have gotten a bad rap ever since that apple episode
in the Garden of Eden. Even St. Patrick, the patron
saint of Ireland, drove the proverbial pagan snakes
from Ireland. Whereas a desert bighorn or sleeping
kit fox might send folk scurrying for their cameras,
a snake sighting usually sends people in search of
One summer when I worked as a Park Ranger in Arches
National Park, I lived in an old trailer at the campground
entrance. This was our “residence” although
people walked into our “home” uninvited
all the time. Expected but not exactly encouraged,
visitors would show up at all hours of the day – but
it was the really late night visits that drove me crazy.
A fairly common late night complaint had to do with
rattlesnakes in the men’s bathroom. Not that
they were taking too long, but that the snakes were
coiled up near the doorway, refusing to grant entry
to those in need. “You’ve got to get them
out of there,” people complained. I agreed, often
for the snake’s safety more than the visitor’s
comfort level. I’d learned about vigilante visitors
the hard way – two halves of a snake do not make
I would grab a shovel and a flashlight and walk up
to the restroom. The midget-faded rattlesnakes that
occur in this area are pretty mellow, so sometimes
all I had to do was prop open the restroom door and
give the snake a gentle nudge with the shovel. Other
times, I might scoop up the coiled serpent while its
tail buzzed a greeting like a Bronx cheer. Once outside,
the snakes slithered off to safety, but rarely did
the visitors reenter the restroom.
Other times it would be gopher snakes that had the
visitors “concerned.” Much larger than
the midget-fadeds, these snakes have black blotches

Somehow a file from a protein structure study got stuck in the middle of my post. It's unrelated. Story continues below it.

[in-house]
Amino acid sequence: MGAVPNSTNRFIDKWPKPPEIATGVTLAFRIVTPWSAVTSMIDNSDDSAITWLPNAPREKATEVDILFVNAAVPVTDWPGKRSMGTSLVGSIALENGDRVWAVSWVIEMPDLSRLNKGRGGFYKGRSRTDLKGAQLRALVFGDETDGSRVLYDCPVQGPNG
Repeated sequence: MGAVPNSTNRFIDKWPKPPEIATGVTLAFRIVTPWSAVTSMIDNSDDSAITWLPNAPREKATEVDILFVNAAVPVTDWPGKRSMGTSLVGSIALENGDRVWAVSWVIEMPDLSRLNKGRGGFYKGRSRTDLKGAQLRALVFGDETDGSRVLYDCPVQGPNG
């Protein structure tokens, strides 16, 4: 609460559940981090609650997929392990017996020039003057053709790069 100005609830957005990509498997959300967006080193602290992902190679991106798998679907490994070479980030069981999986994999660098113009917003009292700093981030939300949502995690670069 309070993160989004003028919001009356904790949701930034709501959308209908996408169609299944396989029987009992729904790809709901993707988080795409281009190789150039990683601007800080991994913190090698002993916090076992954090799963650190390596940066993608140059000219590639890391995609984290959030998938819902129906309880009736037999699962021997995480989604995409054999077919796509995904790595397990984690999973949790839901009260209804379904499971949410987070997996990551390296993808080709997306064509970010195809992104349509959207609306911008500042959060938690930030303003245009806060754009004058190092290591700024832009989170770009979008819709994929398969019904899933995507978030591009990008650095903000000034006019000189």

on their backs and lack the triangular-shaped head
of a pit viper. Though lacking a “rattle” at
the tip of their tail, gopher snakes do their best
rattlesnake imitation when confronted with danger.
They coil up, raise and flatten their head, vibrate
their tail, and strike a rattlesnake pose.
Once again, a gentle prod from a shovel or lifting
one up like cooked spaghetti often encouraged the snakes
to depart. Of course, these were prime opportunities
to chat with folks about the natural history of these
snakes and to praise their benefits as mousers, rattlesnake
foes and prey for hawks.
Only once have I observed a red-tailed hawk flying
with a gopher snake clutched in its talons. The bird
was moving too fast for me to tell if the snake was
dead or alive; I presumed that the snake had been dispatched.
I’m sure the hawk’s nestlings would have
reacted like the restroom visitors when a live snake
was dropped into their nest.
Garters and Whipsnakes
Two other non-venomous snakes that occur in Canyon
Country are the western terrestrial garter snake and
the striped whipsnake. I’ve seen the garter snake
in riparian habitats – wetlands, canyon bottoms,
wet meadows, or near the river.
These snakes are excellent swimmers. The whipsnakes,
named for their sleek body, are more arboreal than
the other snakes. They climb up into shrubs and tamarisk
limbs to hunt or escape from predators. I’ve
only seen a few of these snakes in over 25 years of
hiking in the desert.
Once I stumbled upon one in action trying to devour
a Clark’s spiny lizard. The lizard was far too
large for the snake, but the snake must have felt optimistic.
Unfortunately for the snake, the lizard bolted to freedom
after a brief struggle.
So next time you happen onto a snake, take a moment
to consider your options. Your chances of being zapped
by lightning are far greater than being bitten by a
venomous snake. My vote would be to go for the camera,
but forgo the close-up lens.